Obama offers more of the same failed education ideas
Sure proof of the failure of the country’s education system is the fact that Americans, the casualties of that system, could listen to President Obama’s remarks on education in his 2013 State of the Union speech and not laugh him out of the hall.
In his speech, Obama dished out the standard “education is the key and the government needs to spend more” drivel. But those whose critical skills were not damaged by the government institutes the president purports to improve will see the fraud to which parents and students have been subjected to for decades.
Obama’s laundry list of policy proposals starts with a new entitlement: pre-school for all. He also wants our system to graduate “high school students with the equivalent of a technical degree from one of our community colleges, so that they’re ready for a job,” an idea that has been floating around for decades.
Obama wants “tax credits, grants, and better loans” to help kids go to college; he already has orchestrated a quasi-takeover of lending to college students and has relaxed loan repayment terms. And he wants to fight the high cost of higher educations by ensuring “that affordability and value are included in determining which colleges receive certain types of federal aid.”
These might sound like sound policies on the surface. But listen closely. They really sound like a broken record. Presidents have been making proposals and promises about education for decades but the results have been poor, with good money thrown after bad.
Let’s start with George H.W. Bush. In his 1989 State of the Union address, he declared that the “most important competitiveness program of all is one which improves education in America. When some of our students actually have trouble locating America on a map of the world, it is time for us to map a new approach to education. We must reward excellence and cut through bureaucracy.” He then proposed new federal initiatives to be managed by federal bureaucrats. And he asked for more money.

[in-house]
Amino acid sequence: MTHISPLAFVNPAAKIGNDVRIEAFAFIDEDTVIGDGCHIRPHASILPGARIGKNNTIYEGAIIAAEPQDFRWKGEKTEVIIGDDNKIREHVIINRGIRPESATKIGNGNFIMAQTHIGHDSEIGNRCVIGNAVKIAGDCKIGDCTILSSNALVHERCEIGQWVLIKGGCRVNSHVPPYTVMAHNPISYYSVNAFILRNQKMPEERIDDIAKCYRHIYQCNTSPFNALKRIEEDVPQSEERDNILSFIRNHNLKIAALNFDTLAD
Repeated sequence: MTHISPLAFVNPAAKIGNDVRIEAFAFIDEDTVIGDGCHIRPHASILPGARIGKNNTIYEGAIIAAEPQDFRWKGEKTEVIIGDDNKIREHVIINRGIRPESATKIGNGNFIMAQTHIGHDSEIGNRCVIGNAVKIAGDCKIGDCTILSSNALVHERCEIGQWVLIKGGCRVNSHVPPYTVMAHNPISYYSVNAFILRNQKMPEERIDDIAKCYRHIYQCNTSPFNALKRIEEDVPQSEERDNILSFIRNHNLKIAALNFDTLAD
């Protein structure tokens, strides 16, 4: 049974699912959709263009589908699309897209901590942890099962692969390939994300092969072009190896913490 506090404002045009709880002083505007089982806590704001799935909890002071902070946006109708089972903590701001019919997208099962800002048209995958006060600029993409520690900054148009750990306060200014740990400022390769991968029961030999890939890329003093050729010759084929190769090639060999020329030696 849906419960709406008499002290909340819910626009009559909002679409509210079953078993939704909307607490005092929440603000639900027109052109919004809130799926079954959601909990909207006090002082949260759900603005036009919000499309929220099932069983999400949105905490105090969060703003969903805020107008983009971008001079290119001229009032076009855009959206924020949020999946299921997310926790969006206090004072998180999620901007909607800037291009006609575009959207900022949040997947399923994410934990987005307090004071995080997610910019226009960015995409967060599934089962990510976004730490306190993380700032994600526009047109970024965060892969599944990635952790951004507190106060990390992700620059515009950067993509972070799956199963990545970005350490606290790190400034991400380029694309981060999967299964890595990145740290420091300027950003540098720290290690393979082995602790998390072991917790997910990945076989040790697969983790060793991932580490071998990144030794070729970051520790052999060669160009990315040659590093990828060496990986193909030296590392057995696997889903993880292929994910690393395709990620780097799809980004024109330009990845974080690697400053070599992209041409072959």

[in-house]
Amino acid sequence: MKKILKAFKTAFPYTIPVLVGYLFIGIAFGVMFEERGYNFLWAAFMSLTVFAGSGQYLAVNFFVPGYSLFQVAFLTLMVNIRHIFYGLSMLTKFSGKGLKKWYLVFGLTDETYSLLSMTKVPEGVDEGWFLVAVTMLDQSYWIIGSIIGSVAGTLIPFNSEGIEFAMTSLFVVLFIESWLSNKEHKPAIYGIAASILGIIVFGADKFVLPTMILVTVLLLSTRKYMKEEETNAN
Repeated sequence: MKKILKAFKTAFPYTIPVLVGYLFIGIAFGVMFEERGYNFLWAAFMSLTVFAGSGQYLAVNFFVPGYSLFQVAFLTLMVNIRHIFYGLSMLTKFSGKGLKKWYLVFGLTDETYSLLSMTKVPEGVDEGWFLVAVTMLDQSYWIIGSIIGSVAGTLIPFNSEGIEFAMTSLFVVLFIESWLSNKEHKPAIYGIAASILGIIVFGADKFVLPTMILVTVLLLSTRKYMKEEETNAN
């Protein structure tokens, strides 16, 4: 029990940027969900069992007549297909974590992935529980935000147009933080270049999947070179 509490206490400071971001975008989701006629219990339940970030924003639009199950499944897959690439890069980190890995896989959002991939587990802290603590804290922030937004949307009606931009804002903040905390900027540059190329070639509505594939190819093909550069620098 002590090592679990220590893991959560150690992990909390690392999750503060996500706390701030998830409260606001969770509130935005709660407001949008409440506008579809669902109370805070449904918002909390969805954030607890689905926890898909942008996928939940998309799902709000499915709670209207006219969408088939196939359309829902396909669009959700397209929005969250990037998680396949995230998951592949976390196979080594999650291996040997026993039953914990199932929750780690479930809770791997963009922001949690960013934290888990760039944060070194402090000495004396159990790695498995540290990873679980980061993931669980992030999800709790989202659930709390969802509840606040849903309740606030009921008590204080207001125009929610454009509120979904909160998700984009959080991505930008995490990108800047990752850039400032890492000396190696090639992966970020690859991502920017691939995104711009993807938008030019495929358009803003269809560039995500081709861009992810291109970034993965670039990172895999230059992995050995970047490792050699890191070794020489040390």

In his 1993 address, Bill Clinton said of schools and teachers, “We must give them the resources they need to meet high standards, but we must also use the authority and the influence and the funding of the Education Department to promote strategies that really work in learning.” He singled out, for example, Head Start, a program aimed at helping pre-school disadvantaged children. He sought more government management of education to make up for all the past failures of government-managed education. He argued that “money alone is not enough.” And then he asked for more money.
In his 1997 State of the Union address, Clinton said, “Looking ahead, the greatest step of all, the high threshold of the future we must now cross, and my number one priority for the next four years is to ensure that all Americans have the best education in the world. Let’s work together to meet these three goals: Every 8-year-old must be able to read; every 12-year-old must be able to log on to the Internet; every 18-year-old must be able to go to college; and every adult American must be able to keep on learning for a lifetime.” And he asked for more money.
In his 2001 State of the Union address, George W. Bush said, “The highest percentage increase in our budget should go to our children’s education. Education … is my top priority, and by supporting this budget, you’ll make it yours, as well.” He initiated a huge new program, “No Child Left Behind.” And he asked for more money.